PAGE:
Columbia largely relies upon two Third Circuit cases for its position. In Columbia Pictures Industries v. Redd Horne, 749 F.2d 154 (3d Cir.1984), the Third Circuit held that private viewing rooms would not escape the “public place” clause because the pertinent place was the entire store — which was public. Id. at 159. That court drew its conclusion after determining that “[t]he services provided by Maxwells [the video stores] are essentially the same as movie theaters.” Id.
In Columbia Pictures Industries, Inc. v. Aveco, Inc., 800 F.2d 59 (3d Cir.1986), the court noted that “[o]ur opinion in Redd Horne turned not on the precise whereabouts of the video cassette players, but on the nature of Maxwell’s stores. Maxwell’s, like Aveco, was willing to make a viewing room and video cassette available to any member of the public with the inclination to avail himself of this service.” Id. at 63 (emphasis added).
La Mancha’s operation differs from those in Aveco and Redd Horne because its “nature” is the providing of living accommodations and general hotel services, which may incidentally include the rental of videodiscs to interested guests for viewing in guest rooms.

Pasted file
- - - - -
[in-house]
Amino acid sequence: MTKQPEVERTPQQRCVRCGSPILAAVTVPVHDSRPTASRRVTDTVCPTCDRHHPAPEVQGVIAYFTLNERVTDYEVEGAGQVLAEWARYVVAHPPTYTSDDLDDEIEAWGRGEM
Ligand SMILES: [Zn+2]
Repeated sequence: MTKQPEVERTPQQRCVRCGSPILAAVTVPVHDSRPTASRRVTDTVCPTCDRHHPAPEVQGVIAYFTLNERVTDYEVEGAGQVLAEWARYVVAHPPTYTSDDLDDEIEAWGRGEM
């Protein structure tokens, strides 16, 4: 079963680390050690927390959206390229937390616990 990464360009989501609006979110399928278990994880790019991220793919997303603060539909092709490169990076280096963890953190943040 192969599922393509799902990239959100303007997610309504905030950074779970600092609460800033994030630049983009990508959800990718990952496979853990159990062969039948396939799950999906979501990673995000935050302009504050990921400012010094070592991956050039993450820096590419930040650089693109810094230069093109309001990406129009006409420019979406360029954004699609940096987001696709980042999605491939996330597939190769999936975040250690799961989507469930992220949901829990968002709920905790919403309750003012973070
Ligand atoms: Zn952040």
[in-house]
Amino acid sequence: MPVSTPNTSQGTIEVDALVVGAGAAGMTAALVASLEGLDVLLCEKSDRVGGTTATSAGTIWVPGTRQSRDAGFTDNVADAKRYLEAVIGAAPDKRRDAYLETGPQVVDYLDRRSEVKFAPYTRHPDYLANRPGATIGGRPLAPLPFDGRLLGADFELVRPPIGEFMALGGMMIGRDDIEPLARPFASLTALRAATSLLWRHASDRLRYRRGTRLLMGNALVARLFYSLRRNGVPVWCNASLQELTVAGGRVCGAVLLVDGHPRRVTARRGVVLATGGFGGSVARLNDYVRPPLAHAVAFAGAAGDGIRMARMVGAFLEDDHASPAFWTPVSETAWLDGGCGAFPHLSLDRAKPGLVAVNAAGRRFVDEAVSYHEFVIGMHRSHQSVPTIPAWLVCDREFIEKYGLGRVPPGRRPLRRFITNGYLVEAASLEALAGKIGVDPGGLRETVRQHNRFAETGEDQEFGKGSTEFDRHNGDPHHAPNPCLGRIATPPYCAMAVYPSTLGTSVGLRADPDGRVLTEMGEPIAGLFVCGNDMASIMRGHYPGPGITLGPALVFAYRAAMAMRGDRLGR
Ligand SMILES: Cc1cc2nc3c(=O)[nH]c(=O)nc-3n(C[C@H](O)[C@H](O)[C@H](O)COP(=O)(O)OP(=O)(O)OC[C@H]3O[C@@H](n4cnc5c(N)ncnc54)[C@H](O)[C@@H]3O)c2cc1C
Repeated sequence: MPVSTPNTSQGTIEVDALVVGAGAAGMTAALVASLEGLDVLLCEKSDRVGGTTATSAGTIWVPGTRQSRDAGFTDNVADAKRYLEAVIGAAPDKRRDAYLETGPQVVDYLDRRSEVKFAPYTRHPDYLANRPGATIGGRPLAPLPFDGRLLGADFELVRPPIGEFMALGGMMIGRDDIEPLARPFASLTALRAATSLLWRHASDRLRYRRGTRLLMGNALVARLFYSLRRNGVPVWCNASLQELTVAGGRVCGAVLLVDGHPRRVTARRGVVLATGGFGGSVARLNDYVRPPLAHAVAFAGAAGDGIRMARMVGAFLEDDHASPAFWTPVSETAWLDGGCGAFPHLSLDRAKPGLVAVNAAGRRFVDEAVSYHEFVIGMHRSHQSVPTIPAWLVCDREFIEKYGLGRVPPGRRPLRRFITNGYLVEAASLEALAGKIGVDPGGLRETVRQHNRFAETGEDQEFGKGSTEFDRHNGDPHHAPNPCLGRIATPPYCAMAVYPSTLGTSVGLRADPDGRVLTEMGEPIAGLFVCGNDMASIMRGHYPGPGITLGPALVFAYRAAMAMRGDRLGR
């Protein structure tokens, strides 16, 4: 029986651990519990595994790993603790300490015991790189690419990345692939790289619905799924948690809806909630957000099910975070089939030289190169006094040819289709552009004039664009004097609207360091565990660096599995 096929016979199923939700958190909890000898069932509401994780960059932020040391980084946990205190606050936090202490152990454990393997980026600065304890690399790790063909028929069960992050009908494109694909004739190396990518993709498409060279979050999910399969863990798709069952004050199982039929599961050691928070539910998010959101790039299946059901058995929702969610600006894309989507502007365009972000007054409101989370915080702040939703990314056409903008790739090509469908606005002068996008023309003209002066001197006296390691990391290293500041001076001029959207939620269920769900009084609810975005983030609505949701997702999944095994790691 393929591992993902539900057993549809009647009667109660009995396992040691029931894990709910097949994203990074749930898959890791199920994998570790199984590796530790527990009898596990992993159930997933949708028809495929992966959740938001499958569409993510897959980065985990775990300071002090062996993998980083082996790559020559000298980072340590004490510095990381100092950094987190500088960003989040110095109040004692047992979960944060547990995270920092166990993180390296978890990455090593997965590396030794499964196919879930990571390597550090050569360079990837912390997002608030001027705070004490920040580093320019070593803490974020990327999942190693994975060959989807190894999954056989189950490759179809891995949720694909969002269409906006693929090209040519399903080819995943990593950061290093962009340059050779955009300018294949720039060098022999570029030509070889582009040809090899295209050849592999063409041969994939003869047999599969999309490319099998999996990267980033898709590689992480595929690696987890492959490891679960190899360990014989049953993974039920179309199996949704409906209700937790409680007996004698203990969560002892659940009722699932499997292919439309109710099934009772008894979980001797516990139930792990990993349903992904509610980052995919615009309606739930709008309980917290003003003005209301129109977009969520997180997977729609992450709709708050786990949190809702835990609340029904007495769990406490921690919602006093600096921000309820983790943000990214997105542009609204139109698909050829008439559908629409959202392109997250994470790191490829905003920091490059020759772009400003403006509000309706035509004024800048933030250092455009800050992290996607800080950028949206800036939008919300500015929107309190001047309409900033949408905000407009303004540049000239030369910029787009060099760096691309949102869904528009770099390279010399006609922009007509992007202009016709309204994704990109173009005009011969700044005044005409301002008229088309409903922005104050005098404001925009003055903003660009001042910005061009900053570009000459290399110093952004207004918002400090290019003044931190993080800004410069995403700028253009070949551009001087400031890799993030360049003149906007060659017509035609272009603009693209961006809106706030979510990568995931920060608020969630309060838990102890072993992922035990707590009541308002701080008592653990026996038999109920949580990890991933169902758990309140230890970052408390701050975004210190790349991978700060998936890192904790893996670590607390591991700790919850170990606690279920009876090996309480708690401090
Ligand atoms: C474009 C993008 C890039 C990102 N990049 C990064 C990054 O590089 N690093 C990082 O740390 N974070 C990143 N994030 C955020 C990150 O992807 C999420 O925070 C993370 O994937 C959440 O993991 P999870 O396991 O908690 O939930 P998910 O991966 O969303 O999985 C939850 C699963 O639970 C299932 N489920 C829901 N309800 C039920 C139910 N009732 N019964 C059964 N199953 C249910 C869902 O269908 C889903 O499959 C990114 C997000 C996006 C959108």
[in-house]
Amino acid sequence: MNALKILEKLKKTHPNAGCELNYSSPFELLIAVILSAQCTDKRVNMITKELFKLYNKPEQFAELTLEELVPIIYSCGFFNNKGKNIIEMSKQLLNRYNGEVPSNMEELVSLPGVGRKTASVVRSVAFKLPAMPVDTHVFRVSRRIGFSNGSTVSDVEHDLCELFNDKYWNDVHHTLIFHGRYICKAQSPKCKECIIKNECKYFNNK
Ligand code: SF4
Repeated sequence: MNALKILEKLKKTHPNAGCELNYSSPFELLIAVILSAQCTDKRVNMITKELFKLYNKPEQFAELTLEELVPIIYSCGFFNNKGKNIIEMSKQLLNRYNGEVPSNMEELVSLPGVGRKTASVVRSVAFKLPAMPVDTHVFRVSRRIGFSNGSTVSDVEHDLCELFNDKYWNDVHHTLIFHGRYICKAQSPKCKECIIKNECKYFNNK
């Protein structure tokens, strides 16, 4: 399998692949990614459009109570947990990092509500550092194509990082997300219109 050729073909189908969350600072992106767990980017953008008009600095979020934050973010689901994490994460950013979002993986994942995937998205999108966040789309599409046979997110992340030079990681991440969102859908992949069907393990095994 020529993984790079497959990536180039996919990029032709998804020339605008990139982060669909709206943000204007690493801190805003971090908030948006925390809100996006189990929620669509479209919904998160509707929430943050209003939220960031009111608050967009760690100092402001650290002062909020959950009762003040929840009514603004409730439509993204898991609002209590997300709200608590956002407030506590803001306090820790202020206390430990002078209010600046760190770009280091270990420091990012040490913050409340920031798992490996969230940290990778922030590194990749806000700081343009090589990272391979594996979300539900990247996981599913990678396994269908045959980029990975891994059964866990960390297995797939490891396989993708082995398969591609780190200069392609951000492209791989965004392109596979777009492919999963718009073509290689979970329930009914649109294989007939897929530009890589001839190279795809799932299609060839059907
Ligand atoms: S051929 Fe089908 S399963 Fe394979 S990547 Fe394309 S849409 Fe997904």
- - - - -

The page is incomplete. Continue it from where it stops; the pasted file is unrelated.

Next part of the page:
While the hotel may indeed be “open to the public,” a guest’s hotel room, once rented, is not. See Stoner v. California, 376 U.S. 483, 490, 84 S.Ct. 889, 893-894, 11 L.Ed.2d 856 (1964) (constitutional protection from unreasonable searches and seizures in hotel rooms); United States v. Winsor, 846 F.2d 1569 (9th Cir.1988) (en banc) (same). This conclusion is further supported by common experience. La Mancha guests do not view the videodiscs in hotel meeting rooms used for large gatherings. The movies are viewed exclusively in guest rooms, places where individuals enjoy a substantial degree of privacy, not unlike their own homes.
Consideration of pertinent legislative history also compels our rejection of appellant’s claim. The House Commentary on the 1976 version of the Act attempted to clarify the meaning of “perform the copyrighted work publicly”:
Under Clause (1) of the definition of “publicly” in § 101, a performance … is “public” if it takes place “at a place open to the public or at any place where a substantial number of persons outside of a normal circle of a family and its social acquaintances is gathered.” One of the principal purposes of the definition was to make clear that, contrary to the decision in Metro-Goldwyn-Mayer Dist. Corp. v. Wyatt, 21 C.O. Bull. 203 (D.Md.1932), performances in “semi-public” places such as clubs, lodges, factories, summer camps and schools are “public performances” subject to copyright control. The term “a family” in this context would include an individual living alone, so that a gathering confined to the individual’s social acquaintances would normally be regarded as private. Routine meetings of businesses and governmental personnel would be excluded because they do not represent the gathering of a “substantial number of persons.”